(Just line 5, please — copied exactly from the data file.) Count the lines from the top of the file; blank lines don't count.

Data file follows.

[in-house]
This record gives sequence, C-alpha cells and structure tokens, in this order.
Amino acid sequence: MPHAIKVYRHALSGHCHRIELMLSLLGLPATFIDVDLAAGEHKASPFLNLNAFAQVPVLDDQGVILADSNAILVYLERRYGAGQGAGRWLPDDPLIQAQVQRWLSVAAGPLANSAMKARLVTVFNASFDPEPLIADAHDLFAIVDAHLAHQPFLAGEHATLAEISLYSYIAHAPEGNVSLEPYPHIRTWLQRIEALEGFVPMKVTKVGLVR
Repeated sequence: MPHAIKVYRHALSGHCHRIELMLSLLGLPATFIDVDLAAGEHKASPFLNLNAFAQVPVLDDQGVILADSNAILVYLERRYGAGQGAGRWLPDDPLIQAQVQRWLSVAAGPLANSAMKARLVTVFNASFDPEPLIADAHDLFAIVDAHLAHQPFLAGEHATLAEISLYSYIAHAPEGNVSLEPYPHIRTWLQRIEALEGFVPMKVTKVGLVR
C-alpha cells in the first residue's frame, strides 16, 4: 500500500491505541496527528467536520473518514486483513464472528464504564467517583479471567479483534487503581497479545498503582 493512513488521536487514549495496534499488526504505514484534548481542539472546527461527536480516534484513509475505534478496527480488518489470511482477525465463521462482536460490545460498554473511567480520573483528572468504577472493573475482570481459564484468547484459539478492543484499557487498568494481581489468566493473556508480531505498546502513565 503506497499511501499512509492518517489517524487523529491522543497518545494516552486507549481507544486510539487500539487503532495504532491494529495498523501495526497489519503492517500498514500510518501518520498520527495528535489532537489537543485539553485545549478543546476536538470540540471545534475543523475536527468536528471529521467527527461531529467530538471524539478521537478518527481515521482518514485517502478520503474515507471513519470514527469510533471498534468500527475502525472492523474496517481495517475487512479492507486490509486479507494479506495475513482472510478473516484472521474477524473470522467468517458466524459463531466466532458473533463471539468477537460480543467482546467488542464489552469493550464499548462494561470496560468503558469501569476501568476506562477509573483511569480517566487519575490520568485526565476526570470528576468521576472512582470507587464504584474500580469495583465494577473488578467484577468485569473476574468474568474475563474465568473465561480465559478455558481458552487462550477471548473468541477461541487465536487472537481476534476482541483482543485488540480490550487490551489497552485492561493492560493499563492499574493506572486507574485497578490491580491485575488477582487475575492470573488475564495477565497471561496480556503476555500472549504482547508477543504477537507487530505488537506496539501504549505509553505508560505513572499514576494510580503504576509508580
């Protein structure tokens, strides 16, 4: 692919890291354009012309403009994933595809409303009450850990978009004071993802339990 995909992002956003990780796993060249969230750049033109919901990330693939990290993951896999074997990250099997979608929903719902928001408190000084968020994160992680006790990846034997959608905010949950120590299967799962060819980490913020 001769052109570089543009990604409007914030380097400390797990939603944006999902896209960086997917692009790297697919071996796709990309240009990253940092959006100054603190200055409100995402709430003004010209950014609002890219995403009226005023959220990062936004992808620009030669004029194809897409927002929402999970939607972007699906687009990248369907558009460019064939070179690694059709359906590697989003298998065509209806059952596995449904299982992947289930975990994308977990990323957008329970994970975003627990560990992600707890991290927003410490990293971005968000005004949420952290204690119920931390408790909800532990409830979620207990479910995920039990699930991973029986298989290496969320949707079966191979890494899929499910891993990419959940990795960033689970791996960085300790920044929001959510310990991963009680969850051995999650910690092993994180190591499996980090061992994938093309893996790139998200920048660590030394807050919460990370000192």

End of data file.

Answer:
C-alpha cells in the first residue's frame, strides 16, 4: 500500500491505541496527528467536520473518514486483513464472528464504564467517583479471567479483534487503581497479545498503582 493512513488521536487514549495496534499488526504505514484534548481542539472546527461527536480516534484513509475505534478496527480488518489470511482477525465463521462482536460490545460498554473511567480520573483528572468504577472493573475482570481459564484468547484459539478492543484499557487498568494481581489468566493473556508480531505498546502513565 503506497499511501499512509492518517489517524487523529491522543497518545494516552486507549481507544486510539487500539487503532495504532491494529495498523501495526497489519503492517500498514500510518501518520498520527495528535489532537489537543485539553485545549478543546476536538470540540471545534475543523475536527468536528471529521467527527461531529467530538471524539478521537478518527481515521482518514485517502478520503474515507471513519470514527469510533471498534468500527475502525472492523474496517481495517475487512479492507486490509486479507494479506495475513482472510478473516484472521474477524473470522467468517458466524459463531466466532458473533463471539468477537460480543467482546467488542464489552469493550464499548462494561470496560468503558469501569476501568476506562477509573483511569480517566487519575490520568485526565476526570470528576468521576472512582470507587464504584474500580469495583465494577473488578467484577468485569473476574468474568474475563474465568473465561480465559478455558481458552487462550477471548473468541477461541487465536487472537481476534476482541483482543485488540480490550487490551489497552485492561493492560493499563492499574493506572486507574485497578490491580491485575488477582487475575492470573488475564495477565497471561496480556503476555500472549504482547508477543504477537507487530505488537506496539501504549505509553505508560505513572499514576494510580503504576509508580